Ohio State redshirt junior defensman Jincy Dunne (33) drives the puck down the ice in the game against Bemidgi State on Feb 8. Ohio State lost 3-2. Credit: Cori Wade | For The Lantern

Headed back to Minneapolis this weekend for its second straight WCHA Final Faceoff appearance, the Ohio State women’s hockey team will put its season on the line against a familiar foe: Wisconsin.

No. 9 Ohio State (20-12-2, 12-10-2 WCHA) has claimed a regulation win and two shootout victories against No. 2 Wisconsin (30-4-2, 18-4-2 WCHA) in four season meetings despite the Badgers’ status as heavy favorites in each matchup.

“We don’t like Wisconsin,” Ohio State head coach Nadine Muzerall said. “When you’re the underdog, you want to bring down Goliath.”

Ohio State will have to do exactly that if it hopes to keep its season alive.

The Final Faceoff is a two-day, single-elimination tournament in which the winners of Saturday’s matchups will vie for the conference championship and an automatic berth in the NCAA Tournament on Sunday. Ranked outside the top eight teams in the national rankings, the WCHA title is Ohio State’s only guarantee at a second-consecutive berth.

The Buckeyes face an uphill battle, as the Badgers have won three of their past four WCHA tournaments and haven’t missed the NCAA tournament in six seasons.

Wisconsin boasts the conference’s widest scoring margin, winning by an average of 2.72 goals per game and has the second-highest scoring offense at 3.8 goals per game.

Leading the Wisconsin charge up front is redshirt senior forward Annie Pankowski, the WCHA Offensive Player of the Year who has notched a conference-leading 42 points this season.

Three of Pankowski’s points came by way of a hat-trick performance on Saturday in an 8-0 demolition of St. Cloud State to schedule the Badgers a fifth meeting with the Buckeyes this season.

However, Wisconsin’s potent offense has been limited to just two goals a game this year against the Buckeyes, who claim the WCHA Defensive Player of the Year in redshirt junior defenseman Jincy Dunne.

Sharing the back line with Dunne is senior defenseman Lauren Boyle, who said Ohio State has felt confident against Wisconsin since sweeping the Badgers at home late in the previous season for the first time in program history.

“I think we keep Wisconsin on their toes,” Boyle said. “It’s that unexpected thought of what are we going to bring that day that makes them nervous.”

Though Wisconsin has outshot the Buckeyes 172-78 this season, the Badgers have managed to score just eight goals on freshman goalie Andrea Braendli, who made 92 saves in her most recent series on Feb. 22 and 23, earning her NCAA No. 1 Star of the Week honors.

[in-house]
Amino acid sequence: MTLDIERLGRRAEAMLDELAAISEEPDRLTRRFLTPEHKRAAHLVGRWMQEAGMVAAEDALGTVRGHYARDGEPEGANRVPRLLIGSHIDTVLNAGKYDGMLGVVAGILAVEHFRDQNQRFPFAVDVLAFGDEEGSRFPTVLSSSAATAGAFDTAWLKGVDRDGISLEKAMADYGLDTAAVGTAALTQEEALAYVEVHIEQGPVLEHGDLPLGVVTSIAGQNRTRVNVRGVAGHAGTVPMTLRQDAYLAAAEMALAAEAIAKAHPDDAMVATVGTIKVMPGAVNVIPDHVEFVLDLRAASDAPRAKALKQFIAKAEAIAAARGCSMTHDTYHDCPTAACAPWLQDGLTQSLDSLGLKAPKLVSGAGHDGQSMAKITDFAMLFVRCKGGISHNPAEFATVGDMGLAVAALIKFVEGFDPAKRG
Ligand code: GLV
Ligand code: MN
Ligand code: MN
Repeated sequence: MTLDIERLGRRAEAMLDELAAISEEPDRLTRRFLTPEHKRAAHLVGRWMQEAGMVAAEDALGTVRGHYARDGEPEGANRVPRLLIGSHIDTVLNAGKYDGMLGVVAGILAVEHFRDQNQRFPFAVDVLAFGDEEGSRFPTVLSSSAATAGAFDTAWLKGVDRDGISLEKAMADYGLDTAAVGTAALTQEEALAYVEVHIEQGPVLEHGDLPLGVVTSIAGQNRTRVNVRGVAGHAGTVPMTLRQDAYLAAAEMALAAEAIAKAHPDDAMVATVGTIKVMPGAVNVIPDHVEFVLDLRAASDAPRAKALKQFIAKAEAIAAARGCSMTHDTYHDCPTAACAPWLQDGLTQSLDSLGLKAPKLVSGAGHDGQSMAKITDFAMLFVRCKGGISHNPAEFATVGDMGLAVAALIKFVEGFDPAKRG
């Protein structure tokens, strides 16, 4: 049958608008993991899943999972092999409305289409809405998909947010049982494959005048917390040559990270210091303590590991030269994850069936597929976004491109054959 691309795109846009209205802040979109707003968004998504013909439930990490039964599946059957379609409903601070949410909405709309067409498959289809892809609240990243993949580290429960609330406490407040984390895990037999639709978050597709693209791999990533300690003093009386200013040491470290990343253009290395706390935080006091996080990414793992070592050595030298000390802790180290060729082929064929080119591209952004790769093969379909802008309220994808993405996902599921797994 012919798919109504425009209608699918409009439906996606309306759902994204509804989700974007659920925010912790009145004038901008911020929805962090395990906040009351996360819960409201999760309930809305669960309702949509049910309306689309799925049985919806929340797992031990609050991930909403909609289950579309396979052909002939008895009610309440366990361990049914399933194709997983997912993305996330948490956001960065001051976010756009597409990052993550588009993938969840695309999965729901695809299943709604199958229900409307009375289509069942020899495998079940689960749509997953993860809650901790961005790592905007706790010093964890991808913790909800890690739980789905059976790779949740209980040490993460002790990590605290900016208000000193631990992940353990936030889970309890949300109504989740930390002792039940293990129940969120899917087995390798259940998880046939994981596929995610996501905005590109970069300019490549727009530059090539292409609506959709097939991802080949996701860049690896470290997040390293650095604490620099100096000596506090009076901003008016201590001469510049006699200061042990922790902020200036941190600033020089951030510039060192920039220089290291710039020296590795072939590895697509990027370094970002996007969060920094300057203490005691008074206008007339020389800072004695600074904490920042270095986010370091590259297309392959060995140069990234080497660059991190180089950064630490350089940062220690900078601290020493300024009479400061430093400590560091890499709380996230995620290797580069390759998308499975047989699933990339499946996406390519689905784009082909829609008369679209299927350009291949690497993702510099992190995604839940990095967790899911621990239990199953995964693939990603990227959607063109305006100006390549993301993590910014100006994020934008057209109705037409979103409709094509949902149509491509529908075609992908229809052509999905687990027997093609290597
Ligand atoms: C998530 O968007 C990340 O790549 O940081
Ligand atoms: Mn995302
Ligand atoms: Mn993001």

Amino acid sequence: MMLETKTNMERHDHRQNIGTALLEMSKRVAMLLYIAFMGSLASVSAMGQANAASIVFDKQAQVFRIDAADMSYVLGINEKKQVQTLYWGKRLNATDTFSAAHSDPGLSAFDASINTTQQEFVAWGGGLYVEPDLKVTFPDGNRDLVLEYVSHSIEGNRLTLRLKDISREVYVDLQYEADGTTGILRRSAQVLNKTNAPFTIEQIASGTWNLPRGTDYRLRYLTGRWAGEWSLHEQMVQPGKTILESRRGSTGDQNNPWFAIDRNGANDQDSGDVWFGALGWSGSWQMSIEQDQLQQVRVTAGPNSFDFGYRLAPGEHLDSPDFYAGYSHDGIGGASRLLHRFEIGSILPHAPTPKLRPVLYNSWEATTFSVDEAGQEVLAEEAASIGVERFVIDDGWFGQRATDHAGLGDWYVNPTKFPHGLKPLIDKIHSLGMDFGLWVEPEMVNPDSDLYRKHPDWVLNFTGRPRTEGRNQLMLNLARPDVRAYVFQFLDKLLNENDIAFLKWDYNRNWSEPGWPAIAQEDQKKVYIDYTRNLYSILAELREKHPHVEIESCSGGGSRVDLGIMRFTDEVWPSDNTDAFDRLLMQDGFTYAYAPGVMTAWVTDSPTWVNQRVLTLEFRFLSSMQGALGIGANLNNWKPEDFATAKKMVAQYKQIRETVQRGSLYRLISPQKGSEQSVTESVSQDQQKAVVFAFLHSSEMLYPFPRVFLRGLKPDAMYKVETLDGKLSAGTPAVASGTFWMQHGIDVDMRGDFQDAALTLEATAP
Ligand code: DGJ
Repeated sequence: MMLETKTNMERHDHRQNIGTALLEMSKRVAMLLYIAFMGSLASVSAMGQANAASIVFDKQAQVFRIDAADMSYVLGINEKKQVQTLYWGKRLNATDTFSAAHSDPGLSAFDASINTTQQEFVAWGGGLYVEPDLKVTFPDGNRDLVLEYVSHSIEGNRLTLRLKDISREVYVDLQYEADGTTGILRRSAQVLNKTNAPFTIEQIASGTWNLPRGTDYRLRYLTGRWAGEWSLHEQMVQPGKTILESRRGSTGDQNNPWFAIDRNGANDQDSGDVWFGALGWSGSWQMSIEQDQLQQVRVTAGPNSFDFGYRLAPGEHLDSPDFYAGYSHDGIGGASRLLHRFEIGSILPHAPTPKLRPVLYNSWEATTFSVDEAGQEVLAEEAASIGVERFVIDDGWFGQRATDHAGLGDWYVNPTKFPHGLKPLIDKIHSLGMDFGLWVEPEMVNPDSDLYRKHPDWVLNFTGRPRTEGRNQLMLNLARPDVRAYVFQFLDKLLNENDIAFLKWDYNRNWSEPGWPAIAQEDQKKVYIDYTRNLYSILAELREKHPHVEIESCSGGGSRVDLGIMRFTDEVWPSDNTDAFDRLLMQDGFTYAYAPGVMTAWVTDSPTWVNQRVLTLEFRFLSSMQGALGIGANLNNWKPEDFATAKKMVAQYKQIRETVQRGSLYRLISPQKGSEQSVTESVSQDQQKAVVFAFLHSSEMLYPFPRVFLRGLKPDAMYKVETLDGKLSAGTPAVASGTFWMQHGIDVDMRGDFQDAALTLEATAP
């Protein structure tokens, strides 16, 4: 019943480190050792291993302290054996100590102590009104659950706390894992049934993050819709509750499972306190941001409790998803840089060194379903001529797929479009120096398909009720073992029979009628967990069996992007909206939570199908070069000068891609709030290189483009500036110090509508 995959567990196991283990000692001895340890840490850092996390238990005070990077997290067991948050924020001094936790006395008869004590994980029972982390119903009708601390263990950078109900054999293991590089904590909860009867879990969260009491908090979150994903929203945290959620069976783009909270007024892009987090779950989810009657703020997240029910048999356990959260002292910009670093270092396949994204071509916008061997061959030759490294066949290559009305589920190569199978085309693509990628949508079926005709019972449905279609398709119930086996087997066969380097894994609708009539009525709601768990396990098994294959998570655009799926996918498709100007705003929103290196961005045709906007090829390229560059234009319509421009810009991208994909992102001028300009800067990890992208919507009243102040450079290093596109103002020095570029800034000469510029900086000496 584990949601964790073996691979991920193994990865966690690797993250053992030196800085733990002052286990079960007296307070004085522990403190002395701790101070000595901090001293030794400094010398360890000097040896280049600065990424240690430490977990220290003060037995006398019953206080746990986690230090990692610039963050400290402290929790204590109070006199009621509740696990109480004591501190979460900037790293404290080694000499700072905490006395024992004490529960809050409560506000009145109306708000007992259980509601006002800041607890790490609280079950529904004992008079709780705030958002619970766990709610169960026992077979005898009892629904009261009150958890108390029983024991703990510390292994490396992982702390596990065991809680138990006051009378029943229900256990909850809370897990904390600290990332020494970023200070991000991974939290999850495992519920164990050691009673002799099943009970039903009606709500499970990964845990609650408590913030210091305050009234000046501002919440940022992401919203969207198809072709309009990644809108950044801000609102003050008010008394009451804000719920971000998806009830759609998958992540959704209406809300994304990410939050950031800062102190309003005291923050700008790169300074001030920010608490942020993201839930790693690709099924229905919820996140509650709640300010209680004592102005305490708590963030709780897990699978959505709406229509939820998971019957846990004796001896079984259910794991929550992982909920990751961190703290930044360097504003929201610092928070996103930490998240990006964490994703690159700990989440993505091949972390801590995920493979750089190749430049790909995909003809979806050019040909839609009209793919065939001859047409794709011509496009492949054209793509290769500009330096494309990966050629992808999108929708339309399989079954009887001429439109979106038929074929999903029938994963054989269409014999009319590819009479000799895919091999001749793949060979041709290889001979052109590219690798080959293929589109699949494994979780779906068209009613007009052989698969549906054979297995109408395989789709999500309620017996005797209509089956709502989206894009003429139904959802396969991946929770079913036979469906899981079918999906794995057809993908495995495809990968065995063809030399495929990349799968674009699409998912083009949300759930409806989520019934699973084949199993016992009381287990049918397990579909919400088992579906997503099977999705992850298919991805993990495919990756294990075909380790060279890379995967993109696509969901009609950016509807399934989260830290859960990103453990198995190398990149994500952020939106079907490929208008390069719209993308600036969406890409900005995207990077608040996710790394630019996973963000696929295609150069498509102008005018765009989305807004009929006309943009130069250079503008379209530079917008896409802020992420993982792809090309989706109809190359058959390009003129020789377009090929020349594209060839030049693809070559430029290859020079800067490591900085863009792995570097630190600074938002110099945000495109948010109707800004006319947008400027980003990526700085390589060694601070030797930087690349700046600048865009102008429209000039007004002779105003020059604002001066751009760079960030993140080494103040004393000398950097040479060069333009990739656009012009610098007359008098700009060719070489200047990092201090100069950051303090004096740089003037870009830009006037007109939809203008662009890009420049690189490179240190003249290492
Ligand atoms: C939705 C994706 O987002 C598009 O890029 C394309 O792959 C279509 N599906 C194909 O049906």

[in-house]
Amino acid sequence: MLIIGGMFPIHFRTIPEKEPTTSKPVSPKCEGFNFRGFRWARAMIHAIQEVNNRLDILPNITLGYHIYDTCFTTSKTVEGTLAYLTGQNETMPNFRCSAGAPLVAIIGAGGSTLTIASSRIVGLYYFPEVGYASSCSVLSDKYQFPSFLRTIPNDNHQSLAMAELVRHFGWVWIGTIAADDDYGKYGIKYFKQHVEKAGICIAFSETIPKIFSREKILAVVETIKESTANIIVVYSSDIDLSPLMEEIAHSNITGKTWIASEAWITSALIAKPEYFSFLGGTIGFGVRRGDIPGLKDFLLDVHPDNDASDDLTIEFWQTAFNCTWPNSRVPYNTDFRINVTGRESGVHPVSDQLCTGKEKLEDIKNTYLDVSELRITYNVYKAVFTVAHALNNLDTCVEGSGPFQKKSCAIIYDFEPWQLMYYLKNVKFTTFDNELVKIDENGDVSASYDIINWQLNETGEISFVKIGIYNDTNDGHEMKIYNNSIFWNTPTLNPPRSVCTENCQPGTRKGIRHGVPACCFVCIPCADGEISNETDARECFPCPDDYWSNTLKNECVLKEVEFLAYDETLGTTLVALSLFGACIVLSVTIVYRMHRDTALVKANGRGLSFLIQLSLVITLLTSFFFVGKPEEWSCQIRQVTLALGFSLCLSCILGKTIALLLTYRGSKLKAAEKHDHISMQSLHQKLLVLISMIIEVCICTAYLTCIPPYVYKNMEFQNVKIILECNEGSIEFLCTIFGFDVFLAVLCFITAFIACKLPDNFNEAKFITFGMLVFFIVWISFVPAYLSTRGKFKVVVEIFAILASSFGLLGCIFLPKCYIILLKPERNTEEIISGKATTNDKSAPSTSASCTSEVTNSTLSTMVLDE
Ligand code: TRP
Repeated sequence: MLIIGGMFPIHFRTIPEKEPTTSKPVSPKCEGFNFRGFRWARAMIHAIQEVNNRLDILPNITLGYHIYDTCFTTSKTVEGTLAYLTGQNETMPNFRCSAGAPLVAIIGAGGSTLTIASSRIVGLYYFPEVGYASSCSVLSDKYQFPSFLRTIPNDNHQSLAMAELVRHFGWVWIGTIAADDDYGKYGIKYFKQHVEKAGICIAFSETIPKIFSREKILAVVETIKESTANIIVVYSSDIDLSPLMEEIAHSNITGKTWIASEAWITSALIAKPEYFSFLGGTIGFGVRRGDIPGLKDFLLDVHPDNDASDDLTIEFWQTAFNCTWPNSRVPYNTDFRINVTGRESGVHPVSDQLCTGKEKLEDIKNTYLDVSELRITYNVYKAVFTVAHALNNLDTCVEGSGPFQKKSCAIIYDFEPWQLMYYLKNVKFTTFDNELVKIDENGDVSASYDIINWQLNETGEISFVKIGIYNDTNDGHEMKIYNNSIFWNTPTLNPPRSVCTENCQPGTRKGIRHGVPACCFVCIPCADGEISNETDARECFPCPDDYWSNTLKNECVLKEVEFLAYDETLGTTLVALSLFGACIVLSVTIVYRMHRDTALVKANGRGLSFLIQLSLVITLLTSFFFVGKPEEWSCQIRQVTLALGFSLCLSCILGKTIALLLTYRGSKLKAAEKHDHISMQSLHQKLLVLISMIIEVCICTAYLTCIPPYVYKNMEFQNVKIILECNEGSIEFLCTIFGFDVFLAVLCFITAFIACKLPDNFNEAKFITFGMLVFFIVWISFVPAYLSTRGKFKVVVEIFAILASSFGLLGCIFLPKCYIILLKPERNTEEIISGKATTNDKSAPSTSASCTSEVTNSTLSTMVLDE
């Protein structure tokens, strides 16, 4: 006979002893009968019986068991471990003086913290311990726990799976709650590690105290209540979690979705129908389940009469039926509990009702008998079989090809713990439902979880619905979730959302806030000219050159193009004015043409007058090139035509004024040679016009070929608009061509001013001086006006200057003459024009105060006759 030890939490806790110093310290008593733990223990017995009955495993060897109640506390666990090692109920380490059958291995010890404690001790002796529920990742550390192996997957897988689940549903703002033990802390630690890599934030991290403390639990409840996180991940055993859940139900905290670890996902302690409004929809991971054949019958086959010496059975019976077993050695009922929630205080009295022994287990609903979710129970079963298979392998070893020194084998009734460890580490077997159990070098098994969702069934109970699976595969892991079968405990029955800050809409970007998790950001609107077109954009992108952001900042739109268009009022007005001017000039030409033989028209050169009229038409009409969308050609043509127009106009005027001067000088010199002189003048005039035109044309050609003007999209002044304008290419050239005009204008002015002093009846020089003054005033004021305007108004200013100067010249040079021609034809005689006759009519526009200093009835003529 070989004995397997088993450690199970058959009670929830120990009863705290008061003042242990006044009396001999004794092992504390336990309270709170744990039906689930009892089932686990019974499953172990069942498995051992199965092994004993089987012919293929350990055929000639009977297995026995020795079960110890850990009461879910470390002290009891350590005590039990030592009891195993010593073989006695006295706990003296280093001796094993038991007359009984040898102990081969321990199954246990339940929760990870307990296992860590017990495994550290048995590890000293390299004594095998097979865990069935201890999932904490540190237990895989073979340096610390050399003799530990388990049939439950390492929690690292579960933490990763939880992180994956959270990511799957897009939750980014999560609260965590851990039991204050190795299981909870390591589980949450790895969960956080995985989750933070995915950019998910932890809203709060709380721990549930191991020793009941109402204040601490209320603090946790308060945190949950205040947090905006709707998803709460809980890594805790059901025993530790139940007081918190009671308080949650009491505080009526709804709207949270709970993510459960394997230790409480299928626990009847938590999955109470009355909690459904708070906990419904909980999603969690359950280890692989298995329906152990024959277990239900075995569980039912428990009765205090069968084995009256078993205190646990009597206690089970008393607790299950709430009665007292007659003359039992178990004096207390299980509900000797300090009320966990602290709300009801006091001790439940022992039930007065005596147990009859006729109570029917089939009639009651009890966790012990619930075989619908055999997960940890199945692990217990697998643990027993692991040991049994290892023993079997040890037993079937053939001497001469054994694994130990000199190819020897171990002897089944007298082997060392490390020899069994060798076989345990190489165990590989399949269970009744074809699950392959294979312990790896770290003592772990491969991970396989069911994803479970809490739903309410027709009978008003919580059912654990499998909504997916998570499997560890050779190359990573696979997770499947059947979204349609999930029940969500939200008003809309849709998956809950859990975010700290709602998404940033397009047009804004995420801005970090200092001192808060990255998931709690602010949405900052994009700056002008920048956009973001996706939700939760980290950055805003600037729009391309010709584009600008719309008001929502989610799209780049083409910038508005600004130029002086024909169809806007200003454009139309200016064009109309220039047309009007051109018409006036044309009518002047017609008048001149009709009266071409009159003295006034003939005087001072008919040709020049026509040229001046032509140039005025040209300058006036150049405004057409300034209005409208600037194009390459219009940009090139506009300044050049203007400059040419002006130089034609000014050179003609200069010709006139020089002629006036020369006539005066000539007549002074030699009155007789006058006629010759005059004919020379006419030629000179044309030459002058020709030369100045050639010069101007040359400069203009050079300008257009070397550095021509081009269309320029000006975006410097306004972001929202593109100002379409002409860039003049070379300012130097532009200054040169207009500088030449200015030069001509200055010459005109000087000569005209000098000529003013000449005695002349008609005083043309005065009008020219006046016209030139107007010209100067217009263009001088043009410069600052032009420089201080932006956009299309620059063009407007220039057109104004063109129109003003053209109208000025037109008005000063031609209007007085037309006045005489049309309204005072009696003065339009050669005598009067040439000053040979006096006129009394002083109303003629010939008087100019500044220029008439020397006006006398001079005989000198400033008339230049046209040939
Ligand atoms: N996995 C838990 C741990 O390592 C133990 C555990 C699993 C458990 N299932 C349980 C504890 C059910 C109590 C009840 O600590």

Braendli has garnered more accolades since then, winning WCHA Goalie of the Month for February and receiving a second-straight WCHA Goalie of the Week award after her sixth shutout of the season in a 3-0 win against Minnesota State on Saturday.

Wisconsin has its own award-winning goalie coming to Minneapolis, as junior netminder Kristen Campbell leads the nation with a 1.09 goals against average and 30 wins to go alongside her WCHA Goalie of the Year honors.

Despite Ohio State’s limited shot output against Campbell and the Badgers this season, the Buckeyes have scored a first-period goal in three of their four meetings, including a strike at the 23-second mark from sophomore forward Emma Maltais in the previous matchup.

“We just come out flying because we have so much energy in the locker room,” Muzerall said. “I think it’s just, as the girls say, ‘We bring the juice.’”

Muzerall said the problem will be holding onto a lead against a team that has generated 24.4 more shots per game than opponents on average this season.

Ohio State surrendered a 2-0 lead to Wisconsin in the last five minutes of the third period last time out, costing the Buckeyes a three-point win and an opportunity to jump ahead in the polls.

“As long as their shots are coming from angles that aren’t scary for Andrea,” Muzerall said. “We got to make sure we do a better job of controlling those rebounds because it’s not usually the initial shot from the outside that’s getting in.”

Boyle, who faces the possibility of Saturday being her final collegiate game, said the Buckeyes will not go down without a fight.  

“Close to the end of the season, when it’s do or die for us, we always tend to show up,” Boyle said. “I’ll lose a leg before I come out of that game with a loss.”

The puck will drop in Minneapolis at 6:07 p.m. Saturday to decide who will advance to the WCHA Championship game.

The winner will advance to play either No. 1 Minnesota or No. 4 Minnesota Duluth at 3:07 p.m. Sunday.